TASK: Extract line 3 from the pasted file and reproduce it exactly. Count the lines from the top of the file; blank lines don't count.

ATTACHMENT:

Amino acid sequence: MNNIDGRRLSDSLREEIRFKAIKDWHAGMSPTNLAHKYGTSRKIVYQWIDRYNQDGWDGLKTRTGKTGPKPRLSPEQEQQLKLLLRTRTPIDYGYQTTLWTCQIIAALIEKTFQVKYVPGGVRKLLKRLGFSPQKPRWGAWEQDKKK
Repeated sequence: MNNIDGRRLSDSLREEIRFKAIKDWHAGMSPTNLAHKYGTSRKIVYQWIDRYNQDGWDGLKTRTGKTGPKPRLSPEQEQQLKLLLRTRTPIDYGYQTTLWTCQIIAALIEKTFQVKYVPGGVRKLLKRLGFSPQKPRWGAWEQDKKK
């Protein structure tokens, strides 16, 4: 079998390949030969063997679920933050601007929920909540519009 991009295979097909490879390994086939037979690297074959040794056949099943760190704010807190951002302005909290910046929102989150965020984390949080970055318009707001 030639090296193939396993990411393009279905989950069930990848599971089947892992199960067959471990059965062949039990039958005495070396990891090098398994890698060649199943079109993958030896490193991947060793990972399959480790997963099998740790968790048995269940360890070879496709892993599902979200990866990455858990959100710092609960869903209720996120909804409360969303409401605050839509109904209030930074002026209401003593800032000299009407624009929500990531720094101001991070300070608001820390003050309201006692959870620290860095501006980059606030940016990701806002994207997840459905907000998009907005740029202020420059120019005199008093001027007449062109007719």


């Protein structure tokens, strides 16, 4: 079998390949030969063997679920933050601007929920909540519009 991009295979097909490879390994086939037979690297074959040794056949099943760190704010807190951002302005909290910046929102989150965020984390949080970055318009707001 030639090296193939396993990411393009279905989950069930990848599971089947892992199960067959471990059965062949039990039958005495070396990891090098398994890698060649199943079109993958030896490193991947060793990972399959480790997963099998740790968790048995269940360890070879496709892993599902979200990866990455858990959100710092609960869903209720996120909804409360969303409401605050839509109904209030930074002026209401003593800032000299009407624009929500990531720094101001991070300070608001820390003050309201006692959870620290860095501006980059606030940016990701806002994207997840459905907000998009907005740029202020420059120019005199008093001027007449062109007719």